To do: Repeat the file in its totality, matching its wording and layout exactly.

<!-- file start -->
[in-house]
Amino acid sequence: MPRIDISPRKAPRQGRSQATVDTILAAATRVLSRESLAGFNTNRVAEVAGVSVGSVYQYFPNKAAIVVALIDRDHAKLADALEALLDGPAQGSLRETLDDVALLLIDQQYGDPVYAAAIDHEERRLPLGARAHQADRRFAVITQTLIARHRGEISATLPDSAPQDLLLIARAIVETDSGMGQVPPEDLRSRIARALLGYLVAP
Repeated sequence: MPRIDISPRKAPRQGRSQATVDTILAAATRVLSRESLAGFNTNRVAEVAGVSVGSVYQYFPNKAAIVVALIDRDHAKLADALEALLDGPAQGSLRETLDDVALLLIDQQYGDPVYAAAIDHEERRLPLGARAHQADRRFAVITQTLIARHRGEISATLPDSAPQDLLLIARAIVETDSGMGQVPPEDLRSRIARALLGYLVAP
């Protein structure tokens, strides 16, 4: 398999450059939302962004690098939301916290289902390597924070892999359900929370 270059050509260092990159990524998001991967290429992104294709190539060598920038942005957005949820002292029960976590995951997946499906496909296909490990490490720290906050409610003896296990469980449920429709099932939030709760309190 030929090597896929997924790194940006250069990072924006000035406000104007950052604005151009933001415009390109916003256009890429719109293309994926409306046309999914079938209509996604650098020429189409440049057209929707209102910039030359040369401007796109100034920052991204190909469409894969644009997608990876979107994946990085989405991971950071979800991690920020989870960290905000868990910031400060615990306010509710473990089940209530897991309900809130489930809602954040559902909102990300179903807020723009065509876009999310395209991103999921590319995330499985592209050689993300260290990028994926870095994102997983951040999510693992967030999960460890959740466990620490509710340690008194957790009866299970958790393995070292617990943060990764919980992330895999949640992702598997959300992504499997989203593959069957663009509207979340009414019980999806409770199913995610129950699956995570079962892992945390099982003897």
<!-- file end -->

[in-house]
Amino acid sequence: MPRIDISPRKAPRQGRSQATVDTILAAATRVLSRESLAGFNTNRVAEVAGVSVGSVYQYFPNKAAIVVALIDRDHAKLADALEALLDGPAQGSLRETLDDVALLLIDQQYGDPVYAAAIDHEERRLPLGARAHQADRRFAVITQTLIARHRGEISATLPDSAPQDLLLIARAIVETDSGMGQVPPEDLRSRIARALLGYLVAP
Repeated sequence: MPRIDISPRKAPRQGRSQATVDTILAAATRVLSRESLAGFNTNRVAEVAGVSVGSVYQYFPNKAAIVVALIDRDHAKLADALEALLDGPAQGSLRETLDDVALLLIDQQYGDPVYAAAIDHEERRLPLGARAHQADRRFAVITQTLIARHRGEISATLPDSAPQDLLLIARAIVETDSGMGQVPPEDLRSRIARALLGYLVAP
């Protein structure tokens, strides 16, 4: 398999450059939302962004690098939301916290289902390597924070892999359900929370 270059050509260092990159990524998001991967290429992104294709190539060598920038942005957005949820002292029960976590995951997946499906496909296909490990490490720290906050409610003896296990469980449920429709099932939030709760309190 030929090597896929997924790194940006250069990072924006000035406000104007950052604005151009933001415009390109916003256009890429719109293309994926409306046309999914079938209509996604650098020429189409440049057209929707209102910039030359040369401007796109100034920052991204190909469409894969644009997608990876979107994946990085989405991971950071979800991690920020989870960290905000868990910031400060615990306010509710473990089940209530897991309900809130489930809602954040559902909102990300179903807020723009065509876009999310395209991103999921590319995330499985592209050689993300260290990028994926870095994102997983951040999510693992967030999960460890959740466990620490509710340690008194957790009866299970958790393995070292617990943060990764919980992330895999949640992702598997959300992504499997989203593959069957663009509207979340009414019980999806409770199913995610129950699956995570079962892992945390099982003897």